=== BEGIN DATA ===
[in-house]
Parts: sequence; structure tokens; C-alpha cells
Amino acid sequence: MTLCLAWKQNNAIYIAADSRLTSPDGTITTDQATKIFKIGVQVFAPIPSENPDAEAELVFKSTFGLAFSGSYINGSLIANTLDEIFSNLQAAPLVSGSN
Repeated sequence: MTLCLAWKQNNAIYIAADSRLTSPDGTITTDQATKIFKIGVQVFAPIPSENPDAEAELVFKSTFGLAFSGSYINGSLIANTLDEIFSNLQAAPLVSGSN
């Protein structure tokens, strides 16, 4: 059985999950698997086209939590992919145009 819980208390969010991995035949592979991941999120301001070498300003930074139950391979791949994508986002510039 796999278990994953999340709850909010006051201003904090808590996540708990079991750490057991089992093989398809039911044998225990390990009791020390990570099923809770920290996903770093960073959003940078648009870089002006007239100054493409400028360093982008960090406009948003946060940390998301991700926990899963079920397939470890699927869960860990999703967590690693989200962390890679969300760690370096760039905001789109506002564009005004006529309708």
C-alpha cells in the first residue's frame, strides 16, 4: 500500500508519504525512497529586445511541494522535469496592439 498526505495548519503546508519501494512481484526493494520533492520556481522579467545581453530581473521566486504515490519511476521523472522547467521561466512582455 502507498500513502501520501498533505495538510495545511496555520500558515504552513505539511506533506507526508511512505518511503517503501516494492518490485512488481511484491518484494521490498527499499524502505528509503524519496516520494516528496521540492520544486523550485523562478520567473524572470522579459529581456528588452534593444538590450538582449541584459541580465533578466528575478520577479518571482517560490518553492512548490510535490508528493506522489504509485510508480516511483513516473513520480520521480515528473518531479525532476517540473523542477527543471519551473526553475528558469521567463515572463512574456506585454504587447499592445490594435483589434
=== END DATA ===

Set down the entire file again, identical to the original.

[in-house]
Parts: sequence; structure tokens; C-alpha cells
Amino acid sequence: MTLCLAWKQNNAIYIAADSRLTSPDGTITTDQATKIFKIGVQVFAPIPSENPDAEAELVFKSTFGLAFSGSYINGSLIANTLDEIFSNLQAAPLVSGSN
Repeated sequence: MTLCLAWKQNNAIYIAADSRLTSPDGTITTDQATKIFKIGVQVFAPIPSENPDAEAELVFKSTFGLAFSGSYINGSLIANTLDEIFSNLQAAPLVSGSN
């Protein structure tokens, strides 16, 4: 059985999950698997086209939590992919145009 819980208390969010991995035949592979991941999120301001070498300003930074139950391979791949994508986002510039 796999278990994953999340709850909010006051201003904090808590996540708990079991750490057991089992093989398809039911044998225990390990009791020390990570099923809770920290996903770093960073959003940078648009870089002006007239100054493409400028360093982008960090406009948003946060940390998301991700926990899963079920397939470890699927869960860990999703967590690693989200962390890679969300760690370096760039905001789109506002564009005004006529309708």
C-alpha cells in the first residue's frame, strides 16, 4: 500500500508519504525512497529586445511541494522535469496592439 498526505495548519503546508519501494512481484526493494520533492520556481522579467545581453530581473521566486504515490519511476521523472522547467521561466512582455 502507498500513502501520501498533505495538510495545511496555520500558515504552513505539511506533506507526508511512505518511503517503501516494492518490485512488481511484491518484494521490498527499499524502505528509503524519496516520494516528496521540492520544486523550485523562478520567473524572470522579459529581456528588452534593444538590450538582449541584459541580465533578466528575478520577479518571482517560490518553492512548490510535490508528493506522489504509485510508480516511483513516473513520480520521480515528473518531479525532476517540473523542477527543471519551473526553475528558469521567463515572463512574456506585454504587447499592445490594435483589434